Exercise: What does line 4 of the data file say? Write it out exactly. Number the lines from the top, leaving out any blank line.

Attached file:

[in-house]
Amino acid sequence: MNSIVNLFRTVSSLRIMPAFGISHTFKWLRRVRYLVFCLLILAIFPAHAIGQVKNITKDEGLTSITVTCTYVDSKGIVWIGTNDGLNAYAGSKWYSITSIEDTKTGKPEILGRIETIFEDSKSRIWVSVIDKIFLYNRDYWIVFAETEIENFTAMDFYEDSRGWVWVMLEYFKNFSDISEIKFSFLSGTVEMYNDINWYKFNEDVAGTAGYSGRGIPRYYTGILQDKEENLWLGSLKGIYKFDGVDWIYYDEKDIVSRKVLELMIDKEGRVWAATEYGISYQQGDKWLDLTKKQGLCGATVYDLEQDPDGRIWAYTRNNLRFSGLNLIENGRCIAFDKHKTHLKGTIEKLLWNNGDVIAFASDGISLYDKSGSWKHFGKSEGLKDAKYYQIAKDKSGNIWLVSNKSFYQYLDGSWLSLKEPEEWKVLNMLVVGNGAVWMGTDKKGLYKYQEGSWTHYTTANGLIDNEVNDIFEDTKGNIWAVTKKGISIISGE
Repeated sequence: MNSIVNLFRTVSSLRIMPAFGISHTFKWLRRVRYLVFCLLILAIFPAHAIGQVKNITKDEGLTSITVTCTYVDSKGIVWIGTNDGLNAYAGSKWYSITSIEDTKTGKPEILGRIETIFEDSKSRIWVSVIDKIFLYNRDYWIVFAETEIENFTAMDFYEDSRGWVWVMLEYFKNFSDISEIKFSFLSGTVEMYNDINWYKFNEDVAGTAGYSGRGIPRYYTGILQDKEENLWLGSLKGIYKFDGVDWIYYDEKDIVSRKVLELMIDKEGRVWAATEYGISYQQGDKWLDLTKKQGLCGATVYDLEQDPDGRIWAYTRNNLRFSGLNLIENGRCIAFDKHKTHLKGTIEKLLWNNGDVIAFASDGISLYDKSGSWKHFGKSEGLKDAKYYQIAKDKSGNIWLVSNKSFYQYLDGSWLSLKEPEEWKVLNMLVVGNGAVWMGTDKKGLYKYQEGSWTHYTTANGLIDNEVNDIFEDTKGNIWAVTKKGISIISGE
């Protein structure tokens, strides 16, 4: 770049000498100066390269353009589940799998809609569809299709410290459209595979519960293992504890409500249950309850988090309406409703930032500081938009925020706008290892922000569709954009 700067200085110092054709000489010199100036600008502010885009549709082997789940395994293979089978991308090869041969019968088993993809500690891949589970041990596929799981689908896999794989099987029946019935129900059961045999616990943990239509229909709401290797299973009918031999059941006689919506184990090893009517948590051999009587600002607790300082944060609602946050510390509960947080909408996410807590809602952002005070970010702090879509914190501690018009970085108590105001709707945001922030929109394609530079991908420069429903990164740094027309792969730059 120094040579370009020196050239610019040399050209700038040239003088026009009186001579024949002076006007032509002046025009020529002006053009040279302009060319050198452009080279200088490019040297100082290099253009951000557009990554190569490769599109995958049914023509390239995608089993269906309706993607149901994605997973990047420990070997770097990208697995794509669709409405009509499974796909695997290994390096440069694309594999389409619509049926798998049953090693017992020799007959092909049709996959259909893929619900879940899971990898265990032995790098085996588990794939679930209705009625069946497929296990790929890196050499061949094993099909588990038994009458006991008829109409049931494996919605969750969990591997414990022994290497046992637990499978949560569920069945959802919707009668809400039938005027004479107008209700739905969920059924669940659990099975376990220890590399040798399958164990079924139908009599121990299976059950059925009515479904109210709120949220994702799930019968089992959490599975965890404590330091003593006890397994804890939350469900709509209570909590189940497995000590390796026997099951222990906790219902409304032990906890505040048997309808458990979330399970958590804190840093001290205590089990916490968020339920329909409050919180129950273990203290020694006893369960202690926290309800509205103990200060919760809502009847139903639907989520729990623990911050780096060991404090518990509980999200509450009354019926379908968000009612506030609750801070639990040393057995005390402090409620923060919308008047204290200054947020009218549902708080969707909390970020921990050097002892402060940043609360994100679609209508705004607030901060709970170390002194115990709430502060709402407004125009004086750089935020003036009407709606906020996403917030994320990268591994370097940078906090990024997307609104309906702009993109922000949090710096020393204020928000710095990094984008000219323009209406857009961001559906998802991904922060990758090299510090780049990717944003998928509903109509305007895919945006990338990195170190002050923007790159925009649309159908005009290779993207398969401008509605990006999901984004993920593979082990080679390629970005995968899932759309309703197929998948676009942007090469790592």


């Protein structure tokens, strides 16, 4: 770049000498100066390269353009589940799998809609569809299709410290459209595979519960293992504890409500249950309850988090309406409703930032500081938009925020706008290892922000569709954009 700067200085110092054709000489010199100036600008502010885009549709082997789940395994293979089978991308090869041969019968088993993809500690891949589970041990596929799981689908896999794989099987029946019935129900059961045999616990943990239509229909709401290797299973009918031999059941006689919506184990090893009517948590051999009587600002607790300082944060609602946050510390509960947080909408996410807590809602952002005070970010702090879509914190501690018009970085108590105001709707945001922030929109394609530079991908420069429903990164740094027309792969730059 120094040579370009020196050239610019040399050209700038040239003088026009009186001579024949002076006007032509002046025009020529002006053009040279302009060319050198452009080279200088490019040297100082290099253009951000557009990554190569490769599109995958049914023509390239995608089993269906309706993607149901994605997973990047420990070997770097990208697995794509669709409405009509499974796909695997290994390096440069694309594999389409619509049926798998049953090693017992020799007959092909049709996959259909893929619900879940899971990898265990032995790098085996588990794939679930209705009625069946497929296990790929890196050499061949094993099909588990038994009458006991008829109409049931494996919605969750969990591997414990022994290497046992637990499978949560569920069945959802919707009668809400039938005027004479107008209700739905969920059924669940659990099975376990220890590399040798399958164990079924139908009599121990299976059950059925009515479904109210709120949220994702799930019968089992959490599975965890404590330091003593006890397994804890939350469900709509209570909590189940497995000590390796026997099951222990906790219902409304032990906890505040048997309808458990979330399970958590804190840093001290205590089990916490968020339920329909409050919180129950273990203290020694006893369960202690926290309800509205103990200060919760809502009847139903639907989520729990623990911050780096060991404090518990509980999200509450009354019926379908968000009612506030609750801070639990040393057995005390402090409620923060919308008047204290200054947020009218549902708080969707909390970020921990050097002892402060940043609360994100679609209508705004607030901060709970170390002194115990709430502060709402407004125009004086750089935020003036009407709606906020996403917030994320990268591994370097940078906090990024997307609104309906702009993109922000949090710096020393204020928000710095990094984008000219323009209406857009961001559906998802991904922060990758090299510090780049990717944003998928509903109509305007895919945006990338990195170190002050923007790159925009649309159908005009290779993207398969401008509605990006999901984004993920593979082990080679390629970005995968899932759309309703197929998948676009942007090469790592």